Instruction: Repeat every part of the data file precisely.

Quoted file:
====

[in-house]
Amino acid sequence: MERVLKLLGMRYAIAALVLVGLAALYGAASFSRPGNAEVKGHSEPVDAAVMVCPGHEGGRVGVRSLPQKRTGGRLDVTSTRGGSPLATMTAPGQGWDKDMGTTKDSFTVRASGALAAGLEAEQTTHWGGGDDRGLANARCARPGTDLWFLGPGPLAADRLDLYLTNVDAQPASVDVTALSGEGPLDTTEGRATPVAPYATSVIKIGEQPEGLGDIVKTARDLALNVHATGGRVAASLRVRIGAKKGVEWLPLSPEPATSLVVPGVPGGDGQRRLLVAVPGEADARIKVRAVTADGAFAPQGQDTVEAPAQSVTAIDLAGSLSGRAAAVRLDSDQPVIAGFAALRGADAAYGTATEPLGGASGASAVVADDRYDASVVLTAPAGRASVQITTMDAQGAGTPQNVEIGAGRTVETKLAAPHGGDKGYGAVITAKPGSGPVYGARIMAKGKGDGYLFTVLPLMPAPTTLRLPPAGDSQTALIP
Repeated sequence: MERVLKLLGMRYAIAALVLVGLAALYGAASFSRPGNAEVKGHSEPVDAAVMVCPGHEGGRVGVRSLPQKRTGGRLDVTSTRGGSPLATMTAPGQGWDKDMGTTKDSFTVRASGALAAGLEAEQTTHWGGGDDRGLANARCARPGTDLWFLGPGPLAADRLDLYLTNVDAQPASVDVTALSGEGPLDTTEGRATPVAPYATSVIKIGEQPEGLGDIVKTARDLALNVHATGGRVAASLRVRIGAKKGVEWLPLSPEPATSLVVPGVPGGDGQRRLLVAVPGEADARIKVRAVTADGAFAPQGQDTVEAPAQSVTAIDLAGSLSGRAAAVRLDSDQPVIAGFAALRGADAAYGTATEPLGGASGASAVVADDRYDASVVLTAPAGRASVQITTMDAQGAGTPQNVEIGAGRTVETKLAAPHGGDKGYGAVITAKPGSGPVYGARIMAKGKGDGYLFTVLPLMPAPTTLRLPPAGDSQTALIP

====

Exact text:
[in-house]
Amino acid sequence: MERVLKLLGMRYAIAALVLVGLAALYGAASFSRPGNAEVKGHSEPVDAAVMVCPGHEGGRVGVRSLPQKRTGGRLDVTSTRGGSPLATMTAPGQGWDKDMGTTKDSFTVRASGALAAGLEAEQTTHWGGGDDRGLANARCARPGTDLWFLGPGPLAADRLDLYLTNVDAQPASVDVTALSGEGPLDTTEGRATPVAPYATSVIKIGEQPEGLGDIVKTARDLALNVHATGGRVAASLRVRIGAKKGVEWLPLSPEPATSLVVPGVPGGDGQRRLLVAVPGEADARIKVRAVTADGAFAPQGQDTVEAPAQSVTAIDLAGSLSGRAAAVRLDSDQPVIAGFAALRGADAAYGTATEPLGGASGASAVVADDRYDASVVLTAPAGRASVQITTMDAQGAGTPQNVEIGAGRTVETKLAAPHGGDKGYGAVITAKPGSGPVYGARIMAKGKGDGYLFTVLPLMPAPTTLRLPPAGDSQTALIP
Repeated sequence: MERVLKLLGMRYAIAALVLVGLAALYGAASFSRPGNAEVKGHSEPVDAAVMVCPGHEGGRVGVRSLPQKRTGGRLDVTSTRGGSPLATMTAPGQGWDKDMGTTKDSFTVRASGALAAGLEAEQTTHWGGGDDRGLANARCARPGTDLWFLGPGPLAADRLDLYLTNVDAQPASVDVTALSGEGPLDTTEGRATPVAPYATSVIKIGEQPEGLGDIVKTARDLALNVHATGGRVAASLRVRIGAKKGVEWLPLSPEPATSLVVPGVPGGDGQRRLLVAVPGEADARIKVRAVTADGAFAPQGQDTVEAPAQSVTAIDLAGSLSGRAAAVRLDSDQPVIAGFAALRGADAAYGTATEPLGGASGASAVVADDRYDASVVLTAPAGRASVQITTMDAQGAGTPQNVEIGAGRTVETKLAAPHGGDKGYGAVITAKPGSGPVYGARIMAKGKGDGYLFTVLPLMPAPTTLRLPPAGDSQTALIP